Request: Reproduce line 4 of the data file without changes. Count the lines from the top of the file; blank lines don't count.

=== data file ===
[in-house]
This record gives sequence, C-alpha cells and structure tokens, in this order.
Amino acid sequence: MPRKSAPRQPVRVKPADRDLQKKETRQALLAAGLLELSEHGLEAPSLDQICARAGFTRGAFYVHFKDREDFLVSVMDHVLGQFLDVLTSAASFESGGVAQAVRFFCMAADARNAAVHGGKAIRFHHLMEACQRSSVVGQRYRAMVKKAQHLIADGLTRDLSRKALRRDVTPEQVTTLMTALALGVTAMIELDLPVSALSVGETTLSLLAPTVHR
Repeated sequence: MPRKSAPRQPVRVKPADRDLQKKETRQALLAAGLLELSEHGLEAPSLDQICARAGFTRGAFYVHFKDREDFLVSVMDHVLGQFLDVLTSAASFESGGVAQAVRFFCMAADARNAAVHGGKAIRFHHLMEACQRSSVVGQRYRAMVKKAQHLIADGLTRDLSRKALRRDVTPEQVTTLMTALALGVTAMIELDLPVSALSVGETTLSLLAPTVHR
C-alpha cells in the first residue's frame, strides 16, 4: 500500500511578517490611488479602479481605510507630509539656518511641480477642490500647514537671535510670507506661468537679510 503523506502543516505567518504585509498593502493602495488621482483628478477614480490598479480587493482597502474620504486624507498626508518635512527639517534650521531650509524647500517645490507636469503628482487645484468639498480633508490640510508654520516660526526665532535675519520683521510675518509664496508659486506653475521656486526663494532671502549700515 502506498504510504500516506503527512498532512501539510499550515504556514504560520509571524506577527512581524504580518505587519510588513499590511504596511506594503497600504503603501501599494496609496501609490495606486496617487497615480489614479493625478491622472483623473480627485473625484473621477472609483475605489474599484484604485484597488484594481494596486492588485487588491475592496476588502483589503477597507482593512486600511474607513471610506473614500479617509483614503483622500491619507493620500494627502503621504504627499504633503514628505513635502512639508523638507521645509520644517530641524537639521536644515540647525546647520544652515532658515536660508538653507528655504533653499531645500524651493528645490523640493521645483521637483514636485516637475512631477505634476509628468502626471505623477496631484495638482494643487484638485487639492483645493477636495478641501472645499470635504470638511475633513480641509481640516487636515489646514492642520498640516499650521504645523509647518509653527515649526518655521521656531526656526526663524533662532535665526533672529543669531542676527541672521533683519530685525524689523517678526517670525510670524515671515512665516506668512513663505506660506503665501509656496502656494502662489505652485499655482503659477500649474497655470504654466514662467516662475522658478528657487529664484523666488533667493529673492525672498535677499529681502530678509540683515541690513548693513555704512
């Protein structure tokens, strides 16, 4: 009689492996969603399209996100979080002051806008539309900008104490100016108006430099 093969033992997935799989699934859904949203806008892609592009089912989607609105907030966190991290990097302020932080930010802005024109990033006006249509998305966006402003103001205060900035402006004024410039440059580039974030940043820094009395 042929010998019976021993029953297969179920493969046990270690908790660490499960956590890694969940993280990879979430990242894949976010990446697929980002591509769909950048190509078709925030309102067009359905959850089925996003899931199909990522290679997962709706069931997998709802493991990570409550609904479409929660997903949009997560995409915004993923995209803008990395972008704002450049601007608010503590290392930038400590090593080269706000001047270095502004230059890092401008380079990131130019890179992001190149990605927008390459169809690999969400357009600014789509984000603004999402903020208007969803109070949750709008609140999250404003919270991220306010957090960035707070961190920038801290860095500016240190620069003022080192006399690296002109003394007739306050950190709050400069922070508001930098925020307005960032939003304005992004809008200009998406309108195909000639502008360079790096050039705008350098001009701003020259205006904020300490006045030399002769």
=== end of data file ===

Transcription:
Repeated sequence: MPRKSAPRQPVRVKPADRDLQKKETRQALLAAGLLELSEHGLEAPSLDQICARAGFTRGAFYVHFKDREDFLVSVMDHVLGQFLDVLTSAASFESGGVAQAVRFFCMAADARNAAVHGGKAIRFHHLMEACQRSSVVGQRYRAMVKKAQHLIADGLTRDLSRKALRRDVTPEQVTTLMTALALGVTAMIELDLPVSALSVGETTLSLLAPTVHR